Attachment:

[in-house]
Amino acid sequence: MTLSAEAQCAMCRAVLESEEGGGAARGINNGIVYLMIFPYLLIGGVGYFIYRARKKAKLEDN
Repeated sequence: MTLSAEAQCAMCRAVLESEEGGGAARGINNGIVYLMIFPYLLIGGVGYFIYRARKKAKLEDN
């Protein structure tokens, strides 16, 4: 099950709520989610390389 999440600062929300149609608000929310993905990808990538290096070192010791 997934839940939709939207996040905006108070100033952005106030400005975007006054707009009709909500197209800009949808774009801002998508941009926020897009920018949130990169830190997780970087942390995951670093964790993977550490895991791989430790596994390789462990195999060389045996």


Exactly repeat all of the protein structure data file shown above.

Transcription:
[in-house]
Amino acid sequence: MTLSAEAQCAMCRAVLESEEGGGAARGINNGIVYLMIFPYLLIGGVGYFIYRARKKAKLEDN
Repeated sequence: MTLSAEAQCAMCRAVLESEEGGGAARGINNGIVYLMIFPYLLIGGVGYFIYRARKKAKLEDN
């Protein structure tokens, strides 16, 4: 099950709520989610390389 999440600062929300149609608000929310993905990808990538290096070192010791 997934839940939709939207996040905006108070100033952005106030400005975007006054707009009709909500197209800009949808774009801002998508941009926020897009920018949130990169830190997780970087942390995951670093964790993977550490895991791989430790596994390789462990195999060389045996």